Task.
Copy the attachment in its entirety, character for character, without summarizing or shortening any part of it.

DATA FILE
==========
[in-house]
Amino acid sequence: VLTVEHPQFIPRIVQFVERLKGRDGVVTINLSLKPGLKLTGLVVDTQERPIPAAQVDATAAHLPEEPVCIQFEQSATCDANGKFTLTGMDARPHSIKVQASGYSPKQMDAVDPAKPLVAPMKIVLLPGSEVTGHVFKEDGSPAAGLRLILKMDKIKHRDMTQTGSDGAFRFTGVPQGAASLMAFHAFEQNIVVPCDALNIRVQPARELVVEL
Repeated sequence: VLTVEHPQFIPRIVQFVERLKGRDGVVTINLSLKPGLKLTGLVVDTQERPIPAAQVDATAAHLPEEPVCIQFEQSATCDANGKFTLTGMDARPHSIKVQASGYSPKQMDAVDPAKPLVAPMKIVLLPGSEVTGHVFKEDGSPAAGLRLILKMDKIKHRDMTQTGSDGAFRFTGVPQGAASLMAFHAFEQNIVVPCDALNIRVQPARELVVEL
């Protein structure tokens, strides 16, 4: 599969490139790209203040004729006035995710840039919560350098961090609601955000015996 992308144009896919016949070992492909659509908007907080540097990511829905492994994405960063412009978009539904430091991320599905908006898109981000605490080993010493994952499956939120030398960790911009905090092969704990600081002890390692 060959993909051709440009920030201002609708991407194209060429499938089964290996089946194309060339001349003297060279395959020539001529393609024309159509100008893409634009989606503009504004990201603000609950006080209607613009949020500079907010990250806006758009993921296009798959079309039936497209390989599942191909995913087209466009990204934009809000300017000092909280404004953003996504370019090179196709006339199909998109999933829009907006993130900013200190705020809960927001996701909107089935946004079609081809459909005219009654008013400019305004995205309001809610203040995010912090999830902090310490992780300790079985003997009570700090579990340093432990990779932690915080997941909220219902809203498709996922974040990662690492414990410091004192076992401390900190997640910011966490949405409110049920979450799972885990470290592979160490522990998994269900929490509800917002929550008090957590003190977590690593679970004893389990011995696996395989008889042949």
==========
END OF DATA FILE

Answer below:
[in-house]
Amino acid sequence: VLTVEHPQFIPRIVQFVERLKGRDGVVTINLSLKPGLKLTGLVVDTQERPIPAAQVDATAAHLPEEPVCIQFEQSATCDANGKFTLTGMDARPHSIKVQASGYSPKQMDAVDPAKPLVAPMKIVLLPGSEVTGHVFKEDGSPAAGLRLILKMDKIKHRDMTQTGSDGAFRFTGVPQGAASLMAFHAFEQNIVVPCDALNIRVQPARELVVEL
Repeated sequence: VLTVEHPQFIPRIVQFVERLKGRDGVVTINLSLKPGLKLTGLVVDTQERPIPAAQVDATAAHLPEEPVCIQFEQSATCDANGKFTLTGMDARPHSIKVQASGYSPKQMDAVDPAKPLVAPMKIVLLPGSEVTGHVFKEDGSPAAGLRLILKMDKIKHRDMTQTGSDGAFRFTGVPQGAASLMAFHAFEQNIVVPCDALNIRVQPARELVVEL
């Protein structure tokens, strides 16, 4: 599969490139790209203040004729006035995710840039919560350098961090609601955000015996 992308144009896919016949070992492909659509908007907080540097990511829905492994994405960063412009978009539904430091991320599905908006898109981000605490080993010493994952499956939120030398960790911009905090092969704990600081002890390692 060959993909051709440009920030201002609708991407194209060429499938089964290996089946194309060339001349003297060279395959020539001529393609024309159509100008893409634009989606503009504004990201603000609950006080209607613009949020500079907010990250806006758009993921296009798959079309039936497209390989599942191909995913087209466009990204934009809000300017000092909280404004953003996504370019090179196709006339199909998109999933829009907006993130900013200190705020809960927001996701909107089935946004079609081809459909005219009654008013400019305004995205309001809610203040995010912090999830902090310490992780300790079985003997009570700090579990340093432990990779932690915080997941909220219902809203498709996922974040990662690492414990410091004192076992401390900190997640910011966490949405409110049920979450799972885990470290592979160490522990998994269900929490509800917002929550008090957590003190977590690593679970004893389990011995696996395989008889042949």